Lincoln Cathedral

Lincoln Cathedral punctuates the city skyline and can be seen for many miles, it was once the tallest building in the world (before the central spire fell down in 1548).

Lincoln, Lincolnshire

Opening times

Open every day (exceptions advertised on the website).


Minster Yard

Once inside, there is so much more to see from the vast space of the nave, the lofty Angel Choir, the intricately carved choir screen, the soaring vaulted roof of the Chapter House, the many stained glass windows to the various small chapels.

Bishop Hugh of Avalon, later known as St Hugh of Lincoln, oversaw the rebuilding of the Cathedral from 1186 following an earthquake that had caused damage the previous year. A statue of him can be found on top of the southern turret. On the opposite turret can be found the statue of the Swineherd of Stow, a poor man who gifted a peck of silver pennies, earning himself a commemoration at the same level as St. Hugh.

Above the cloisters is the Medieval Library, with its 15th oak reading desks and the Wren Library, designed by Sir Christopher Wren to house the book collection of Dean Honywood and built in c1674.

Two large rose windows can be found at either end of the transepts, known as the Bishop’s Eye and the Dean’s Eye.

The Lincoln Imp can be seen high in the Angel Choir and is a symbol of the city with many mythical tales attached, including that this small devil was turned to stone by the angels for causing havoc inside the Cathedral

The armed services chapels are in the north transept. The Soldier’s chapel is dedicated to St George, the Seaman’s chapel to St Andrew and the Airman’s chapel to St Michael.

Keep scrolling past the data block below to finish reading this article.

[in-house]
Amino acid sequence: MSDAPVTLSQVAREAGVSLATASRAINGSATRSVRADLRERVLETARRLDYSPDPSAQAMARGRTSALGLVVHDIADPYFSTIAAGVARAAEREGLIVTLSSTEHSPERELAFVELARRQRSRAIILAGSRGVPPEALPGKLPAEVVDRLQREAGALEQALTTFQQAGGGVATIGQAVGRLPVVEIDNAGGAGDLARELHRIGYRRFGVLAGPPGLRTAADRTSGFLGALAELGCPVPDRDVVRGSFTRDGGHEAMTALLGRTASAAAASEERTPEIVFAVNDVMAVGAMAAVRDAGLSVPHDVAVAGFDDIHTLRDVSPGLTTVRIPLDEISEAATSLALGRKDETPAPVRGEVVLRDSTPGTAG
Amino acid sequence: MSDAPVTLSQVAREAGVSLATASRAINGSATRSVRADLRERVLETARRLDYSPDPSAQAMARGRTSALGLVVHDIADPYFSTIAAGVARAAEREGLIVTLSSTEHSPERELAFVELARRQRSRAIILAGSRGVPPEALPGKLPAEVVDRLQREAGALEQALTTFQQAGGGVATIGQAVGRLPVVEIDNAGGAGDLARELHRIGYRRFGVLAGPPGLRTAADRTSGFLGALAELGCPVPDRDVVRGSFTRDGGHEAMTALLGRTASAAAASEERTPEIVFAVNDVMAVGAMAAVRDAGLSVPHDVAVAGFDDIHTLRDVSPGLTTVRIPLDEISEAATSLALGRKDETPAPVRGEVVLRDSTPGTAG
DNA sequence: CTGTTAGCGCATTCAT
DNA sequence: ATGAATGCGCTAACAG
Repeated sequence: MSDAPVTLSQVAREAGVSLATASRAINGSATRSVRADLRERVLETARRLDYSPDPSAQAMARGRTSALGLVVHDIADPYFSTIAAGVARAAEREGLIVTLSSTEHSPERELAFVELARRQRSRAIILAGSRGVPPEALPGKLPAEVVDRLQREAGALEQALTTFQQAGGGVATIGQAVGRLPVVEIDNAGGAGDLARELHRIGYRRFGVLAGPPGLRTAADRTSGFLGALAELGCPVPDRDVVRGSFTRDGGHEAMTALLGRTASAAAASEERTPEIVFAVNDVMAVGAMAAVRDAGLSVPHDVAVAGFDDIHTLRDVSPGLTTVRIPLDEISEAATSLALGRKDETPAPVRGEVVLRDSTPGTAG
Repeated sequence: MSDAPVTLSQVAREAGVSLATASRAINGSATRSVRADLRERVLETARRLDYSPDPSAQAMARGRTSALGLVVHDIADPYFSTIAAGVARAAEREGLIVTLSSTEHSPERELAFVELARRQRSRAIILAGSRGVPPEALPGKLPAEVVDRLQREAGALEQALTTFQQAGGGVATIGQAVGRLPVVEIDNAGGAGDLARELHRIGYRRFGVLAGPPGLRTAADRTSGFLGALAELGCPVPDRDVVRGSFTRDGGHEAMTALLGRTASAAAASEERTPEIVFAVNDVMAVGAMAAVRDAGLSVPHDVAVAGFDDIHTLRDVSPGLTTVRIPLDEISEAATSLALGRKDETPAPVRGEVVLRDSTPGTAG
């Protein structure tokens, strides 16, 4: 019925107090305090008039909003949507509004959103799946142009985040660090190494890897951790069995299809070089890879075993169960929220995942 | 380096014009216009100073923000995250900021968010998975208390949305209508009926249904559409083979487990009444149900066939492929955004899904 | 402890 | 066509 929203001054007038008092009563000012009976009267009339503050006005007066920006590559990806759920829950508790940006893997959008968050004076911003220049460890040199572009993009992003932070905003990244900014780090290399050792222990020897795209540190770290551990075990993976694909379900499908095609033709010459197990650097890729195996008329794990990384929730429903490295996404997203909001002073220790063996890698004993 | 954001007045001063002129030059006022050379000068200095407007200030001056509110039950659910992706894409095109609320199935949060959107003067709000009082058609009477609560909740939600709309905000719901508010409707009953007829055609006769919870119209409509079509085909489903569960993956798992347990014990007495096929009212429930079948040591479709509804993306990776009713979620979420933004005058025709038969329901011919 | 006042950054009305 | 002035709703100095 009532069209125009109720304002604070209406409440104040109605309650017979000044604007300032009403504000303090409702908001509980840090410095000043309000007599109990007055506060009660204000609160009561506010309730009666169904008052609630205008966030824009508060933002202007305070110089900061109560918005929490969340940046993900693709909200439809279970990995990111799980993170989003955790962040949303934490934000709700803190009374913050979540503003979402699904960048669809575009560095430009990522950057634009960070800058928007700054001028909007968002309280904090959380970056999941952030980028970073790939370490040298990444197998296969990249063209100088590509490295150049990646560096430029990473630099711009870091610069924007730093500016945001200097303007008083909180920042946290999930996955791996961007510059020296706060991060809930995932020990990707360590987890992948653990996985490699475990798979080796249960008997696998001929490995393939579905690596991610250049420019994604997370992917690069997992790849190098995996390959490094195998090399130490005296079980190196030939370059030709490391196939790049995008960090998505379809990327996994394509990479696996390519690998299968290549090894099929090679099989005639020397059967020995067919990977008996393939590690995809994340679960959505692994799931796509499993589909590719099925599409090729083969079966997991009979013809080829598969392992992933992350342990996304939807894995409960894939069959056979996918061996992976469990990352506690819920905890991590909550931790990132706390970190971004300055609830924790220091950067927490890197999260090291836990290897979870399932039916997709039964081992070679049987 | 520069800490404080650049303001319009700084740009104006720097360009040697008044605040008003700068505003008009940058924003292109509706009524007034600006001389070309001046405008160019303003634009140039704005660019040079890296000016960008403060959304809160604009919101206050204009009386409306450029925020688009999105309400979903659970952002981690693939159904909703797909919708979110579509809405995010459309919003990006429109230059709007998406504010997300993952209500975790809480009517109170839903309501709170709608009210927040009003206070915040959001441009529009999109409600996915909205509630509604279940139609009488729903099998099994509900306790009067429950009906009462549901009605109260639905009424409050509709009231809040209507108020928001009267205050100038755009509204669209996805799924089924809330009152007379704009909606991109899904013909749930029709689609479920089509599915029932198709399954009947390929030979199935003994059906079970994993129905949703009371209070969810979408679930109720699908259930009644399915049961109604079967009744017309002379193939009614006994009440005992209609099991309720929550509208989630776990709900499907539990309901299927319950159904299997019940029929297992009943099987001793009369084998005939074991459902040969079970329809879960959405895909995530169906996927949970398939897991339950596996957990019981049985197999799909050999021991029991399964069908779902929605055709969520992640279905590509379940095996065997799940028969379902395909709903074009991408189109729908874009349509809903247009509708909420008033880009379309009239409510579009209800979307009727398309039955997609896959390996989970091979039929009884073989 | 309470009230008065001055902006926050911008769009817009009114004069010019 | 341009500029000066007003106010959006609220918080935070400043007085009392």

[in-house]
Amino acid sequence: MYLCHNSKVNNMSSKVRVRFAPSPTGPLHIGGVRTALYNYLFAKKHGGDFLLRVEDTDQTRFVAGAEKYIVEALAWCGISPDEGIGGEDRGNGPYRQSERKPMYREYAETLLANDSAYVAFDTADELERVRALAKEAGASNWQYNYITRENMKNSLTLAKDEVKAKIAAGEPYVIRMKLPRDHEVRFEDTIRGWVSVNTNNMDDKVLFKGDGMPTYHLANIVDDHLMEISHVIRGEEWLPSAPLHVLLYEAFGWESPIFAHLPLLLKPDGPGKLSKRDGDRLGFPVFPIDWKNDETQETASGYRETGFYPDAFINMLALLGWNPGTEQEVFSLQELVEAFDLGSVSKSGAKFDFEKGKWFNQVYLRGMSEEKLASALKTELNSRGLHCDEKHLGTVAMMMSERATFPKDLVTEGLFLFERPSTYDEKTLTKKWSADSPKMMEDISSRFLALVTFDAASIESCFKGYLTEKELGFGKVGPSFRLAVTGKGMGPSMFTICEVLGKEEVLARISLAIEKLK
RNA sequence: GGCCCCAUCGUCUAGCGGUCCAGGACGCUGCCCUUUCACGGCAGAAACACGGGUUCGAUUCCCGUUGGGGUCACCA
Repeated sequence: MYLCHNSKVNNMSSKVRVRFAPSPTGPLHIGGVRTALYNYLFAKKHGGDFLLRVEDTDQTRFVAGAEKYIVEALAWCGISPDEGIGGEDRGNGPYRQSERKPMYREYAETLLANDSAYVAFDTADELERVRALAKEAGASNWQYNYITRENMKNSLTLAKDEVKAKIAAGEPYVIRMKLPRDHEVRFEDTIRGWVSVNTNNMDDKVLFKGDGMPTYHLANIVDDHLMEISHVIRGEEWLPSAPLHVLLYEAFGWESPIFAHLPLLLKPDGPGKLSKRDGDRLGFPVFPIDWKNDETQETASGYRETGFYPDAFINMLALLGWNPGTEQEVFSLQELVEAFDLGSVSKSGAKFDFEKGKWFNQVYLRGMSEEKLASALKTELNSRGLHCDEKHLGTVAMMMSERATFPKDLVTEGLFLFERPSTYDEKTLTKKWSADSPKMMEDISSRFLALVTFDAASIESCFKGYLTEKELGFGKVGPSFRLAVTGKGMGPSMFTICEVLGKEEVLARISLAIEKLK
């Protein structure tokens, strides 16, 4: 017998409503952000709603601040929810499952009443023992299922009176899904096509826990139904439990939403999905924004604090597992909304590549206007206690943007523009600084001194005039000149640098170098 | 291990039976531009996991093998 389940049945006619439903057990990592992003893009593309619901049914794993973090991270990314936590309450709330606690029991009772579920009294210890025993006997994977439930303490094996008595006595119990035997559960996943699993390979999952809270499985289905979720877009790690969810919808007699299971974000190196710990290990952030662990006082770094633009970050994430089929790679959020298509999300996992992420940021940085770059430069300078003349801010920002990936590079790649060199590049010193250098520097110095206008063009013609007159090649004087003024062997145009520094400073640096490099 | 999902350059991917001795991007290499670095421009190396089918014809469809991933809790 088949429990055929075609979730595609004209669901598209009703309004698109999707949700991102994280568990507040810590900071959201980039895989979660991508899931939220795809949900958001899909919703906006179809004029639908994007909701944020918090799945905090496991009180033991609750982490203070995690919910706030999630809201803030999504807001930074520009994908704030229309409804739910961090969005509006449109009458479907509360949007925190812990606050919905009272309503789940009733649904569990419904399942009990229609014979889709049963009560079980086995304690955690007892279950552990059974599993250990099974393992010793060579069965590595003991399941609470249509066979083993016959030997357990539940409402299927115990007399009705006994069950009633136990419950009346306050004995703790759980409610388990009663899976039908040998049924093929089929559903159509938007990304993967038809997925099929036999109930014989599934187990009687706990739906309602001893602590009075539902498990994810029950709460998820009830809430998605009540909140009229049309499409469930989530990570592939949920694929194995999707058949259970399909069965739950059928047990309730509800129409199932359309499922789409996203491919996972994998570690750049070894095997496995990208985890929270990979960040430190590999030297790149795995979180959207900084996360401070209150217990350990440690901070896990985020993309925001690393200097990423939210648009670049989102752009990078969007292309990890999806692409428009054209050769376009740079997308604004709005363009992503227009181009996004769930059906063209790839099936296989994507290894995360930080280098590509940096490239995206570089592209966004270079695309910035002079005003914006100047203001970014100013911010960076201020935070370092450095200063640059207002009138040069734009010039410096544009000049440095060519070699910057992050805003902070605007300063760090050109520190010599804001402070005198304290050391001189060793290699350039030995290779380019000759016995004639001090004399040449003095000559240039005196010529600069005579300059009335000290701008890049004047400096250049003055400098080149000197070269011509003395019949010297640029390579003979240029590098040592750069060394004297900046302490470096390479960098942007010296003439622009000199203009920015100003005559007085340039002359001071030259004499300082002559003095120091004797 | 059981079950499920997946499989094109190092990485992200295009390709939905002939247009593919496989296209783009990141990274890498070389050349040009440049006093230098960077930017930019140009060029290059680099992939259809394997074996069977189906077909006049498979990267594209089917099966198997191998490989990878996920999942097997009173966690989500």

The Father Willis organ has been restored recently and can often be heard as can the Cathedral Choirs.

Lincoln Cathedral was a beacon of homecoming for many aircrew during the Second World War and was a vital part of navigation. Three memorial books contain the names of 25,611 men who flew from Royal Air Force Stations in or near Lincolnshire, all of whom were members of the many groups of Bomber Command. There are also four memorial windows. The International Bomber Command Centre Memorial can be seen in the distance.

  • Wildlife haven

  • Spectacular stained glass

  • Social heritage stories

  • National heritage here

  • Magnificent memorials

  • Glorious furnishings

  • Fascinating churchyard

  • Famous connections

  • Enchanting atmosphere

  • Captivating architecture

  • Walkers & cyclists welcome

  • Train station within 250m

  • Steps to enter the church or churchyard

  • Space to secure your bike

  • Ramp or level access available on request

  • Parking within 250m

  • On street parking at church

  • Non-accessible toilets in church

  • Level access to the main areas

  • Dog friendly

  • Church shop or souvenirs

  • Café within 500m

  • Café in church

  • Bus stop within 100m

  • Accessible toilets nearby

  • Accessible toilets in church

  • Church of England

Contact information

Other nearby churches

St John the Baptist

Ermine, Lincolnshire

Consecrated in 1963, the parish church is a major contribution to ecclesiastical architecture of the second half of the 20th century, this avant garde building is the central feature of the Ermine Estate in the city of Lincoln.